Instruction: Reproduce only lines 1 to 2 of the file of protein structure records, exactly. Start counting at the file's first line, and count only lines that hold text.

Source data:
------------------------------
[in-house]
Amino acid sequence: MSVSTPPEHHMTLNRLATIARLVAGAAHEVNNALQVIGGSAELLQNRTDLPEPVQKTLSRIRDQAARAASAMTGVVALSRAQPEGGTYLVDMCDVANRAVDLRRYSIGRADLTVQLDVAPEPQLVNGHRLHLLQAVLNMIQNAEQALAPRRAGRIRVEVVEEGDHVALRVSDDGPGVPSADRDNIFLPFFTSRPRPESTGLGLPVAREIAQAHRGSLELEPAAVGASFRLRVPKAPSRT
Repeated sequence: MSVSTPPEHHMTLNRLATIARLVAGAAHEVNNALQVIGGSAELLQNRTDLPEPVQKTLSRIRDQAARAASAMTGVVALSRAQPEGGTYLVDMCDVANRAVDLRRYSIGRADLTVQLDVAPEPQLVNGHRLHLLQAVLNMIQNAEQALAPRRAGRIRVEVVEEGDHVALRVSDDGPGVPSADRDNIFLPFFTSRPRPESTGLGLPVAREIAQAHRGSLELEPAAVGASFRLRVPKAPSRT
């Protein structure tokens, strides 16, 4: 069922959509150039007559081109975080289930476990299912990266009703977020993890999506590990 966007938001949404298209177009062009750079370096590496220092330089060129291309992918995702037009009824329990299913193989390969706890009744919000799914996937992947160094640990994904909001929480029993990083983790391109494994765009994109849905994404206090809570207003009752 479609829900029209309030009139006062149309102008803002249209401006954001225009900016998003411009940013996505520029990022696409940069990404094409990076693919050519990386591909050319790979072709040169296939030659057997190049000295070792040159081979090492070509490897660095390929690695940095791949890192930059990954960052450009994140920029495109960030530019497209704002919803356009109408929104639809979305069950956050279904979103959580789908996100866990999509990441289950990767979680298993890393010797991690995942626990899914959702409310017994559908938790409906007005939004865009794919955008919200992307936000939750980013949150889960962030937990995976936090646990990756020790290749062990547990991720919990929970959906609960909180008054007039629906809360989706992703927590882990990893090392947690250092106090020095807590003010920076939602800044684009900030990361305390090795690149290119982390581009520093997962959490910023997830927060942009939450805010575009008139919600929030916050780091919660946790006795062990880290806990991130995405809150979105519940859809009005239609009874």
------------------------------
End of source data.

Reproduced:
[in-house]
Amino acid sequence: MSVSTPPEHHMTLNRLATIARLVAGAAHEVNNALQVIGGSAELLQNRTDLPEPVQKTLSRIRDQAARAASAMTGVVALSRAQPEGGTYLVDMCDVANRAVDLRRYSIGRADLTVQLDVAPEPQLVNGHRLHLLQAVLNMIQNAEQALAPRRAGRIRVEVVEEGDHVALRVSDDGPGVPSADRDNIFLPFFTSRPRPESTGLGLPVAREIAQAHRGSLELEPAAVGASFRLRVPKAPSRT